Metabolic Syndrome Among People Living with HIV Receiving Medical Care in Southern United States: Prevalence and Risk Factors

  • Sabeena SearsEmail author
  • Justin R. Buendia
  • Sylvia Odem
  • Mina Qobadi
  • Pascale Wortley
  • Osaro Mgbere
  • Jontae Sanders
  • Emma C. Spencer
  • Arti Barnes
Original Paper


Using representative data among 1861 in care people living with HIV (PLWH) in four southern states (Texas, Mississippi, Florida, and Georgia) from the 2013–2014 Medical Monitoring Project (MMP) survey, we estimated the prevalence and odds of metabolic syndrome (MetS) among various demographic and HIV related risk factors. Overall MetS prevalence was 34%, with our participants being mostly black (55%), male (72%), ≥ 50 years old (46%), and overweight or obese (60%) with undetectable viral loads (≤ 200 copies/ml, 69%), and were currently taking antiretroviral medication (98%). Compared to those who were ≥ 60 years, 18–39 year olds had a 79% (95% CI 0.13–0.33) lower odds of having MetS. Women were 2.24 times more likely to have MetS than men (95% CI 1.69–2.97). Age and sex were significant predictors of MetS. Since MetS is a combination of chronic disease risk factors, regular screening for MetS risk factors among aging PLWH is crucial.


HIV Metabolic syndrome Medical Monitoring Project Southern United States 



Metabolic syndrome


Cardiovascular disease


Human immunodeficiency virus


People living with HIV


Acquired immunodeficiency syndrome


Adjusted odds ratio


Confidence intervals


Medical Monitoring Project


International Diabetes Federation


High density lipoprotein


Blood pressure


Body mass index


Antiretroviral therapy


Type II diabetes mellitus


Nutrition for healthy living


National Heart, Blood, and Lung Institute


American Heart Association


Highly active antiretroviral therapy


Adult treatment panel


Usando datos representativos entre 1861 personas viviendo con VIH y recibiendo cuidado para VIH en cuatro estados del sur (Texas, Mississippi, Florida y Georgia) de la encuesta del Proyecto de Monitoreo Médico (MMP, siglas en inglés) 2013-2014, estimamos la prevalencia y las probabilidades del síndrome metabólico (MetS) entre varios factores de riesgo demográficos y relacionados con el VIH. La prevalencia general de MetS fue del 34%, y nuestros participantes fueron en su mayoría negros (55%), hombres (72%), ≥ 50 años (46%), con sobrepeso u obesidad (60%), con carga viral indetectable (≤ 200 copias/ml, 69%), y actualmente tomando medicamentos antirretrovirales (98%). En comparación con los que tenían ≥ 60 años, los de 18 a 39 años tuvieron un 79% (IC del 95%: 0.13-0.33) más baja probabilidad de tener MetS. Las mujeres tuvieron 2.24 veces más probabilidad de tener MetS que los hombres (IC del 95%:1.69-2.97). La edad y el sexo fueron predictores significativos de MetS. Dado que el MetS es una combinación de factores de riesgo para enfermedades crónicas, la evaluación regular de los factores de riesgo de MetS a lo largo del proceso de envejecimiento de personas que viven con VIH es crucial.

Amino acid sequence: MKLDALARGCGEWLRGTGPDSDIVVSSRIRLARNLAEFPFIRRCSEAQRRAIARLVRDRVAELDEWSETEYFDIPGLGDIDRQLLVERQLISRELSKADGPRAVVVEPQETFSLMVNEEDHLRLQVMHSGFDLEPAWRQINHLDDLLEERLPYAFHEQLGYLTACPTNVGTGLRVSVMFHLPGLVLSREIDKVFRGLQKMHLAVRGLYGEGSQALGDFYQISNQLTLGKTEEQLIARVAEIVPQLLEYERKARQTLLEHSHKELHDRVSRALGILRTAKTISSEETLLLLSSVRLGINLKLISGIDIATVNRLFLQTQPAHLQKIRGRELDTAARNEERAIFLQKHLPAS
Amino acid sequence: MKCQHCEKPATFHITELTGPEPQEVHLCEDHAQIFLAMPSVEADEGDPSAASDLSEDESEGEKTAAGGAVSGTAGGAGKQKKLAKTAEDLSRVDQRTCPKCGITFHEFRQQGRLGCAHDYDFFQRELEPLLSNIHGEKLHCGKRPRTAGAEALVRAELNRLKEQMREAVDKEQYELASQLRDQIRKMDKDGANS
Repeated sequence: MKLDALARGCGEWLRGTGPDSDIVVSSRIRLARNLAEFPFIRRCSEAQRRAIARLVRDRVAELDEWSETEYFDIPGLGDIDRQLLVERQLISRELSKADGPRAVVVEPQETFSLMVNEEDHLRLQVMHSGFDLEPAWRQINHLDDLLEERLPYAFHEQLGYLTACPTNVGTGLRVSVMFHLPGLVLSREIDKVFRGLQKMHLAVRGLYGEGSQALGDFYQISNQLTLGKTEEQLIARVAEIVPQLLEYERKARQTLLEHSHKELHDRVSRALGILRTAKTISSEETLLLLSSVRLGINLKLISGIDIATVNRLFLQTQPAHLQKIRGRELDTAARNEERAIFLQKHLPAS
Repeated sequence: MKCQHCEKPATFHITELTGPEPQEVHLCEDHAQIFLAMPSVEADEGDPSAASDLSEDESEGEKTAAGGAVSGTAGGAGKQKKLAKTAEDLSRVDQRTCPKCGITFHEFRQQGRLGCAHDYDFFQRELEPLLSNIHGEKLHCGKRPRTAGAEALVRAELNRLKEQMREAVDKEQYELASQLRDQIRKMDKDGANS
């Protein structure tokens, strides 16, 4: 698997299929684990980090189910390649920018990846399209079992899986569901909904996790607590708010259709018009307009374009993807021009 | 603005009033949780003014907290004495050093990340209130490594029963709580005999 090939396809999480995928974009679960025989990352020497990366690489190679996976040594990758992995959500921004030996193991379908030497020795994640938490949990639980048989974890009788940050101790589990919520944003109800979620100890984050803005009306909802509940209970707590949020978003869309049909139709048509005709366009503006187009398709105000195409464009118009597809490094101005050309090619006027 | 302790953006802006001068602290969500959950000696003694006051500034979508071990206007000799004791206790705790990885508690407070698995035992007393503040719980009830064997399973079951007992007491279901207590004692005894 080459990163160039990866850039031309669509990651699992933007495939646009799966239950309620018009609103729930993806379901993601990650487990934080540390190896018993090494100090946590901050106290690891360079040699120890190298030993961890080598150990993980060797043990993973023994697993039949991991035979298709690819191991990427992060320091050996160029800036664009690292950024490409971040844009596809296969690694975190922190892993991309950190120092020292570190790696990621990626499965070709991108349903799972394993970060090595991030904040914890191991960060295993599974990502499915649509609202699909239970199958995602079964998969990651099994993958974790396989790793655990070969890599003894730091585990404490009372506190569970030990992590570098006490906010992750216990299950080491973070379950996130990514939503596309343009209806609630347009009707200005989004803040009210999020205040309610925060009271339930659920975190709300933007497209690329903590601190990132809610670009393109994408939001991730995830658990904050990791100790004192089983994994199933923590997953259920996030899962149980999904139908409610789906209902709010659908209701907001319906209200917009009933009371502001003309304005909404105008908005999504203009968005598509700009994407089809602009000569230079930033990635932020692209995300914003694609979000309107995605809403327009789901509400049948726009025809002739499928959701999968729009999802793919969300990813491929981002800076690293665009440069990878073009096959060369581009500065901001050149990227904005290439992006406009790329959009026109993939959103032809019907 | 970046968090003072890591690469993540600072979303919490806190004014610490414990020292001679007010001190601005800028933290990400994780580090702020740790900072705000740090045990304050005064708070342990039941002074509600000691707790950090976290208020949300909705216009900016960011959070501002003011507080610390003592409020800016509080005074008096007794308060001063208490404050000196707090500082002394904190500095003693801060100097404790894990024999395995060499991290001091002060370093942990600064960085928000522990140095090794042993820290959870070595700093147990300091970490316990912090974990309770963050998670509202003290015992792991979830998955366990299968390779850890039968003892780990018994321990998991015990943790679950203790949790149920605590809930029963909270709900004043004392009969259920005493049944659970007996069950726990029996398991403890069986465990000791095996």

The authors would like to thank the HIV care facilities and sampled persons who participated in the MMP from the four Southern US states (Texas, Florida, Mississippi, and Georgia). We would also like to acknowledge the MMP staff from the participating project areas for the data collection; and members of the Community Advisory Board, Provider Advisory Board and management of the States’ Department of Health Services, local Health Departments and members of the Clinical Outcomes Team in CDC’s Behavioral and Clinical Surveillance Branch of the Division of HIV/AIDS Prevention, National Center for HIV/AIDS, Viral Hepatitis, STD, and TB Prevention for their respective support and contributions.


The findings and conclusions of this article are solely the responsibility of the authors and do not necessarily represent the official position of the US Centers for Disease Control and Prevention or any of the associated State Departments of Health Services or local Health Departments.


The Medical Monitoring Project for the data collection cycles used in the current study was supported by the Centers for Disease Control and Prevention (CDC) under the Cooperative Agreement Number PS09-937.

Compliance with Ethical Standards

Conflict of interest

The authors declared no potential conflicts of interest with respect to the research, authorship, and/or publication of this article.


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Copyright information

© Springer Science+Business Media, LLC, part of Springer Nature 2019

Authors and Affiliations

  1. 1.Texas Department of State Health ServicesAustinUSA
  2. 2.Mississippi State Department of HealthJacksonUSA
  3. 3.Georgia Department of Public HealthAtlantaUSA
  4. 4.Houston Health DepartmentHoustonUSA
  5. 5.Florida Department of HealthTallahasseeUSA
  6. 6.Cornell Scott-Hill Health CenterNew HavenUSA
  7. 7.Yale School of MedicineNew HavenUSA
  8. 8.TB/STD/HIV Surveillance BranchTexas Department of State Health ServicesAustinUSA

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